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Vavilov Meets Municipal Planning: Champag inc. v Municipality of Saint-Roch-de-Richileu

8 minute read
Also authored by: Matthew McGuckin

The Supreme Court of Canada recently denied a Quebec municipality leave to appeal from an interesting decision of the Quebec Court of Appeal (“QCCA”) in the areas of agribusiness, municipal zoning, and administrative law.[1] As a result, the Court of Appeal’s remarks in Champag inc. v Municipality of Saint-Roch-de-Richileu on the interplay between administrative law, agricultural law and public/municipal law stand as the “final word”; they deserve careful consideration for the applicability of the decision to the common law provinces.[2]

Background – Building Permit Applications Denied

Champag inc. is located in Verchères, Quebec. It has over 150 employees and produces more than 150,000 pounds of mushrooms per week. In a strategic business move, Champag sought to reduce its supply and transport costs by producing a soil substrate to be used in the mushroom cultivation process itself rather than continuing to source the product from Southwestern Ontario. To this end, Champag identified a suitable location to set up its substrate production center within the “permanent agricultural zone” of a neighbouring municipality, Saint-Roch-de-Richelieu (“SRR”).

Champag made a series of applications for building permits to the municipality in May and July 2017. SRR refused both of Champag’s applications. The municipality classified Champag’s soil production process as an industrial rather than an agricultural activity.

Application for Judicial Review Dismissed

Champag made an application for judicial review of the refusal to the Superior Court of Quebec, seeking an order compelling SRR to issue either of their desired permits. Champag took the position that its proposed activity was agricultural in nature and fell within the allowable activities of the agricultural-zoned property. SRR argued that Champag’s soil production process was “composting” (i.e., industrial) rather than agricultural. The Superior Court dismissed Champag’s application and upheld the municipality’s rejection of Champag’s permit application.

Champag’s Appeal Allowed

On appeal, the QCCA allowed Champag’s appeal, overturned the Superior Court’s dismissal of the application for judicial review, and mandated SRR to issue a permit to Champag for its proposed mushroom substrate production facility. The QCCA decision raises important considerations about judicial review of municipal building permit decisions, exercises of municipal discretion, and zoning decisions comparing industrial to building permit decisions.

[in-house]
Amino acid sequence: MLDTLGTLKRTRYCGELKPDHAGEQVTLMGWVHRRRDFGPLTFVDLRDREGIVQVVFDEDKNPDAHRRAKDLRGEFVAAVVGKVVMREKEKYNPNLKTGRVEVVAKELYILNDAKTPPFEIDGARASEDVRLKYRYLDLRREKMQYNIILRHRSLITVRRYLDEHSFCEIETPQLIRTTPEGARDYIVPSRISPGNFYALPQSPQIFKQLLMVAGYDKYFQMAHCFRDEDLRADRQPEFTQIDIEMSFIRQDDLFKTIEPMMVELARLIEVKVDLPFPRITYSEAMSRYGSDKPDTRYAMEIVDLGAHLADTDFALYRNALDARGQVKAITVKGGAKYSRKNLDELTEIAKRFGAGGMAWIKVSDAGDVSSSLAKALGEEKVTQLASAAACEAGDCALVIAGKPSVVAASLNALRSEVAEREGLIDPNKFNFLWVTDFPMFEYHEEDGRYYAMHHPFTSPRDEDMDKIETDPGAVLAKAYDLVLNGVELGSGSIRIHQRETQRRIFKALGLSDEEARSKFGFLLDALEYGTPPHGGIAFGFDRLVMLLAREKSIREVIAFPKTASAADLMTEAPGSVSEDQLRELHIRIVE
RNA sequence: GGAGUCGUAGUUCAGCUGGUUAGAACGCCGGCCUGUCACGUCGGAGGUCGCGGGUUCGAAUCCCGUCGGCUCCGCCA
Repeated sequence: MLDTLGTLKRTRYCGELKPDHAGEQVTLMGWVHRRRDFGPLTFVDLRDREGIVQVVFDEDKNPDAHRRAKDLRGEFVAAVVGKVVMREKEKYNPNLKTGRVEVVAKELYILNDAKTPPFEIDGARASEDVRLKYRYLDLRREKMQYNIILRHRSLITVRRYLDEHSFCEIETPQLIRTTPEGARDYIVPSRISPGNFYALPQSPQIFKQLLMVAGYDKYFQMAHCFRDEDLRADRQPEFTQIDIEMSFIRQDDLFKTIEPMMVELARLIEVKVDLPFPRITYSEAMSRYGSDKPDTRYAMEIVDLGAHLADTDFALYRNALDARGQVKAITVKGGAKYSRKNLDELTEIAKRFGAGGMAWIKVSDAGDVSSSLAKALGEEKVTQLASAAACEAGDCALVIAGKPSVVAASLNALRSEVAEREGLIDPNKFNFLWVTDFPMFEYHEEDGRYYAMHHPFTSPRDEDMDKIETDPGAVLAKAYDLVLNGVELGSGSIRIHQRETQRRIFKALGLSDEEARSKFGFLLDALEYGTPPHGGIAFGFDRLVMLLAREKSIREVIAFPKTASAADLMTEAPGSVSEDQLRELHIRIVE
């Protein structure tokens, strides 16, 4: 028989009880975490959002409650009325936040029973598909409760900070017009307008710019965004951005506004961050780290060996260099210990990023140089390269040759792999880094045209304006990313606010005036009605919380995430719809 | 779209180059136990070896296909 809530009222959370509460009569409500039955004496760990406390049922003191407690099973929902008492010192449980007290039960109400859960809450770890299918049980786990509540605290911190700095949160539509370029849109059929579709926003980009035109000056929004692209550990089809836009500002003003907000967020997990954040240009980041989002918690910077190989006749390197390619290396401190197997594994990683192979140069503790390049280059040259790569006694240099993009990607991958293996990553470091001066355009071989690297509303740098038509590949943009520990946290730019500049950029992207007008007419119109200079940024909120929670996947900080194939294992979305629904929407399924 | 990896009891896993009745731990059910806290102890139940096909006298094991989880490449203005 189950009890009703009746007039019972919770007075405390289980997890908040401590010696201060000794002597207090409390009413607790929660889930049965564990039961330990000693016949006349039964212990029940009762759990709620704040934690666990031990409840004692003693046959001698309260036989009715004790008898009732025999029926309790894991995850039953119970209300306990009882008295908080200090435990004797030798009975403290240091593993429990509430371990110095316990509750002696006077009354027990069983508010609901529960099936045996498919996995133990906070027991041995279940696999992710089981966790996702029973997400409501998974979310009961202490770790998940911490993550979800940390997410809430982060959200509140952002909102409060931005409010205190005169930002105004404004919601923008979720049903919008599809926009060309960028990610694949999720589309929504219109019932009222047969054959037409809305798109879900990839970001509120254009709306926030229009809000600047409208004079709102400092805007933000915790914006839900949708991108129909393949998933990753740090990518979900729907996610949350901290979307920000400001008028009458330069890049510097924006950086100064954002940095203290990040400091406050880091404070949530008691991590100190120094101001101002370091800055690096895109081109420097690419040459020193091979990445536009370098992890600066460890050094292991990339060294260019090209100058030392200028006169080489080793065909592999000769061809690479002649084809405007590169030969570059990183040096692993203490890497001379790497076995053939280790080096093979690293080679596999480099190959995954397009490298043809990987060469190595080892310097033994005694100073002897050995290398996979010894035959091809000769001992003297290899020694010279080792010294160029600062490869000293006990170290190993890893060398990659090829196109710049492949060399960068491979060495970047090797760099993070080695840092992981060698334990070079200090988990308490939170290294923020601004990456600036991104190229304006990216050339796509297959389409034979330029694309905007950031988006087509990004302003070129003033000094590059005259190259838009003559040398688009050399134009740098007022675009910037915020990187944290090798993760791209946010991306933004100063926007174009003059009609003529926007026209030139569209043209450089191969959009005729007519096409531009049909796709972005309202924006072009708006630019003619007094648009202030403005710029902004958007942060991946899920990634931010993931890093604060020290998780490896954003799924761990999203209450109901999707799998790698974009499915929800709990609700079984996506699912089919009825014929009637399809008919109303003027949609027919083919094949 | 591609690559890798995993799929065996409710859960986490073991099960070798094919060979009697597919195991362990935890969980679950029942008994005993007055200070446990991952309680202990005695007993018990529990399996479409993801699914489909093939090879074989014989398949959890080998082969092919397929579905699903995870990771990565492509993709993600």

Judicial Review of Municipal Permitting Decisions on Trial De Novo Basis: The QCCA noted that while the Supreme Court of Canada’s decision in Vavilov[3] established a presumption of review under a standard of reasonableness, in decisions involving municipalities the courts are not required to show deference to the decisions of officials in matters of acquired rights[4] - that is, situations in which an applicant seeks to acquire rights through the issuance of a permit pursuant to a local by-law (e.g. building permits, occupancy permits, liquor licenses, etc.). The QCCA relied on its decision in 9071-6754 Quebec Inc. v. Quebec City from earlier in 2020, which held that questions relating to the decisions of municipal officials exercising a related power (conduct which is predetermined by objective conditions set by the legislature) falls to the courts.[5] The QCCA concluded that judicial review of municipal decisions is generally to be conducted on a trial de novo basis.[6]

Municipal Discretion on Implementation of By-Laws Limited:  The QCCA also took issue with SRR’s exercise of discretion to deny Champag’s permit. The court agreed that the adoption and modification of municipal by-laws generally falls within the discretionary power of a municipal council. At the implementation stage, however, all discretion of the municipality must be set aside in favour of equality before the law.[7] Consequently, the QCCA found that if the contents of Champag’s application complied with SRR’s zoning and construction by-laws on a yes/no basis, SRR was obligated to issue the permit pursuant to section 120 of the Act respecting development and town planning.[8] On the facts, the court held that Champag’s second permit application did contain the information necessary to enable SRR to issue the permit (i.e., site plans, documents and the requisite fee). As such, the QCCA held that SRR lacked the discretion in the circumstances to deny Champag’s permit application under the relevant statute.